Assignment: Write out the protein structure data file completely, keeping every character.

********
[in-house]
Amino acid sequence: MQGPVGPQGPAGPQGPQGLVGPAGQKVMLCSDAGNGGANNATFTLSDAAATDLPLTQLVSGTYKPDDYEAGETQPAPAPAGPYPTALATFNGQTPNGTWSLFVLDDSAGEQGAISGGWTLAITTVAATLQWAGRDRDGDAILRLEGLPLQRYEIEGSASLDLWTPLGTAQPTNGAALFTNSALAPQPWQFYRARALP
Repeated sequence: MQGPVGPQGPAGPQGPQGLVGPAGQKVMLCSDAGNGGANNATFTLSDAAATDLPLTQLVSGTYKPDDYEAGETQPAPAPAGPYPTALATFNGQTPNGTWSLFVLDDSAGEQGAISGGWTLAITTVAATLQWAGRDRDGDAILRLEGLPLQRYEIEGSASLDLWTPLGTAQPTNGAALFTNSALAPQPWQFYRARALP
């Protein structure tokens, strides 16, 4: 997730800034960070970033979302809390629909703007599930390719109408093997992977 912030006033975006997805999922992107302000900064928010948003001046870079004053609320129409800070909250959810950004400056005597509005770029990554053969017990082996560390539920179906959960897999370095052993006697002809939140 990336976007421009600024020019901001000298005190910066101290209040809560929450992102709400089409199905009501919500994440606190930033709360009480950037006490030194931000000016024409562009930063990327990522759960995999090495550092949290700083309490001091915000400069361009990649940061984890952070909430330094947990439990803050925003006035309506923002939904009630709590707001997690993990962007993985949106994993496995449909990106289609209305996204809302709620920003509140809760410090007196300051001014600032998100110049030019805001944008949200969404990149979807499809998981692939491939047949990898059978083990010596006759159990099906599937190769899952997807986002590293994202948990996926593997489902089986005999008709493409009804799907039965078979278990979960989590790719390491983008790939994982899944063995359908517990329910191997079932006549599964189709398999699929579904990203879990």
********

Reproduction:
[in-house]
Amino acid sequence: MQGPVGPQGPAGPQGPQGLVGPAGQKVMLCSDAGNGGANNATFTLSDAAATDLPLTQLVSGTYKPDDYEAGETQPAPAPAGPYPTALATFNGQTPNGTWSLFVLDDSAGEQGAISGGWTLAITTVAATLQWAGRDRDGDAILRLEGLPLQRYEIEGSASLDLWTPLGTAQPTNGAALFTNSALAPQPWQFYRARALP
Repeated sequence: MQGPVGPQGPAGPQGPQGLVGPAGQKVMLCSDAGNGGANNATFTLSDAAATDLPLTQLVSGTYKPDDYEAGETQPAPAPAGPYPTALATFNGQTPNGTWSLFVLDDSAGEQGAISGGWTLAITTVAATLQWAGRDRDGDAILRLEGLPLQRYEIEGSASLDLWTPLGTAQPTNGAALFTNSALAPQPWQFYRARALP
């Protein structure tokens, strides 16, 4: 997730800034960070970033979302809390629909703007599930390719109408093997992977 912030006033975006997805999922992107302000900064928010948003001046870079004053609320129409800070909250959810950004400056005597509005770029990554053969017990082996560390539920179906959960897999370095052993006697002809939140 990336976007421009600024020019901001000298005190910066101290209040809560929450992102709400089409199905009501919500994440606190930033709360009480950037006490030194931000000016024409562009930063990327990522759960995999090495550092949290700083309490001091915000400069361009990649940061984890952070909430330094947990439990803050925003006035309506923002939904009630709590707001997690993990962007993985949106994993496995449909990106289609209305996204809302709620920003509140809760410090007196300051001014600032998100110049030019805001944008949200969404990149979807499809998981692939491939047949990898059978083990010596006759159990099906599937190769899952997807986002590293994202948990996926593997489902089986005999008709493409009804799907039965078979278990979960989590790719390491983008790939994982899944063995359908517990329910191997079932006549599964189709398999699929579904990203879990």